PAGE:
And while both conditions affect immature white blood cells in bone marrow, the word 'acute' in ALL means it's a very fast-acting and aggressive form of cancer. So he was immediately put into isolation in Tallaght, where five courses of treatment began.

"The first involved five weeks of intense chemotherapy," explains Kevin. "They warned me it was going to make me very ill, but I wasn't sick, not even once," he says. The second course of treatment was done as an outpatient. "They said this one wouldn't make me feel unwell, but actually I was violently ill throughout," says Kevin, chuckling.

After that, he was back into hospital for three months in total. However, he was allowed to take the odd day off so he could escape the hospital environment for a few hours.

"I was in remission at this stage," explains Kevin. The next stage was a bone-marrow transplant to be done at St James's Hospital in Dublin. Having been put on the bone-marrow register, only two matches were found - one in Australia, the other in Dublin. In mid-February, Kevin did a bunk from hospital so he could buy an engagement ring and propose to Sorcha, who accepted his offer of marriage.

A month later, he underwent full-body radiation to kill off all his white blood cells. The next day, he had his bone-marrow transplant.

"After that, I was in an isolation room for five weeks, waiting for my immunity to build up," he explains. "But it still took a long time after that. I was in and out of hospital with various infections."

When Kevin first became ill, saving his life was the priority. "My cancer was so aggressive they didn't have a chance to sperm-bank me," he says. "So I was told I'd never have children." Nonetheless, it troubled him deeply that he was denying Sorcha the opportunity to satisfy her maternal instincts.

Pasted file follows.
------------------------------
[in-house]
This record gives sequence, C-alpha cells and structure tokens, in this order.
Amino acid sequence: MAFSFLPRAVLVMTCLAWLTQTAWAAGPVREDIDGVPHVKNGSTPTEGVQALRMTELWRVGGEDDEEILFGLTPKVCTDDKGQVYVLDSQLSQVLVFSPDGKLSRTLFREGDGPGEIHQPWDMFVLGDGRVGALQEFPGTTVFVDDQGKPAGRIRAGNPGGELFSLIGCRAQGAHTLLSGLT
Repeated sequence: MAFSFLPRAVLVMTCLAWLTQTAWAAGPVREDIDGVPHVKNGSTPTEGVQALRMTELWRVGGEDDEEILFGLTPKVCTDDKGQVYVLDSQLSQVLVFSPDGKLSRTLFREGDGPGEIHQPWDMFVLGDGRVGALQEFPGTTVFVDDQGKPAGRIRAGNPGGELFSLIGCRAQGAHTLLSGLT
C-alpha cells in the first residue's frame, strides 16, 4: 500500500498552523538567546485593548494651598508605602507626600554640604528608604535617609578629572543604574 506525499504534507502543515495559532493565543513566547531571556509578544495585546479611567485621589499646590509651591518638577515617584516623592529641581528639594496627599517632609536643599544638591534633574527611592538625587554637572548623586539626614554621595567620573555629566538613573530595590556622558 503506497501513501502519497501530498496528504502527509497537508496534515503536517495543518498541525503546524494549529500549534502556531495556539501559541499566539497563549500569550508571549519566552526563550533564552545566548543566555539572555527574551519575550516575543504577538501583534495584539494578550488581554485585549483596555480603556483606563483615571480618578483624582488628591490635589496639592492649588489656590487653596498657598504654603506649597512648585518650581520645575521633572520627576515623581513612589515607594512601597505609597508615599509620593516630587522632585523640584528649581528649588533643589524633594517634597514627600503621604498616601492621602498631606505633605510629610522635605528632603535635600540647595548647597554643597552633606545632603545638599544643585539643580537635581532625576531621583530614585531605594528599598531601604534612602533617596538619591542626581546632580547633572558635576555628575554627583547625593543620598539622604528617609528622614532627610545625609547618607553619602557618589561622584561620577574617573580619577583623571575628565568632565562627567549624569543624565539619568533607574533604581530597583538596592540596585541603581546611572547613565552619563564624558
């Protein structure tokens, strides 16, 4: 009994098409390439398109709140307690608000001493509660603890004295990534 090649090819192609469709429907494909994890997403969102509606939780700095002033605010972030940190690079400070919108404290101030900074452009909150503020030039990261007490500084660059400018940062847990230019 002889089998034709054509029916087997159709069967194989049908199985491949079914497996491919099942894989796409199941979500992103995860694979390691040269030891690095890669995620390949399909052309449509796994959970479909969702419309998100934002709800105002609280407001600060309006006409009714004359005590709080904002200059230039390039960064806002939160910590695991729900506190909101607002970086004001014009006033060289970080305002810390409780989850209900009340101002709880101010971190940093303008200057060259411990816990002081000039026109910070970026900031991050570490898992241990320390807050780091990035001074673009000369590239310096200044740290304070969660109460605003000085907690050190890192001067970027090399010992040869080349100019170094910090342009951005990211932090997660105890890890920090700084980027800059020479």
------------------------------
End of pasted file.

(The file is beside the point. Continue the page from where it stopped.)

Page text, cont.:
In September 2010, he went back to college, and having got his primary degree, he then elected to do his master's while working part-time for pigsback.com. Sorcha did the same post-graduate degree, so they ended up in classes together. In 2015, they got married in Portugal, surrounded by their families and friends.

In May 2017, Kevin was told that he had a 0.1pc chance of fathering a child. Nonetheless, he was sent to the Rotunda Hospital for testing and was astounded to learn that, in spite of all he had been through, his fertility levels were quite normal. Sorcha got pregnant immediately.

Soon after, Kevin's life came full circle when he completed the Dublin Marathon in well under five hours, and just six months later, Harbour Hope, the absolute apple of her daddy's eye, was born.

Kevin says no matter how dismal things seemed when he was so ill, they always "harboured hope" that he would get better; hence their daughter's lovely name.

Kevin says Sorcha was his "absolute rock" throughout this gruelling ordeal. "She gave up her final year at college to be with me night and day," he says. "There were even times when she slept on the floor by my hospital bed. She, and our families, were amazing."

There is absolutely no doubt that Kevin will be supporting Daffodil Day, which raises funds for cancer research, as well as for cancer patients and their families.

The Irish Cancer Society's Daffodil Day, supported by Boots Ireland, takes place on Friday, March 22. Buy a daffodil on the day, or to donate, see cancer.ie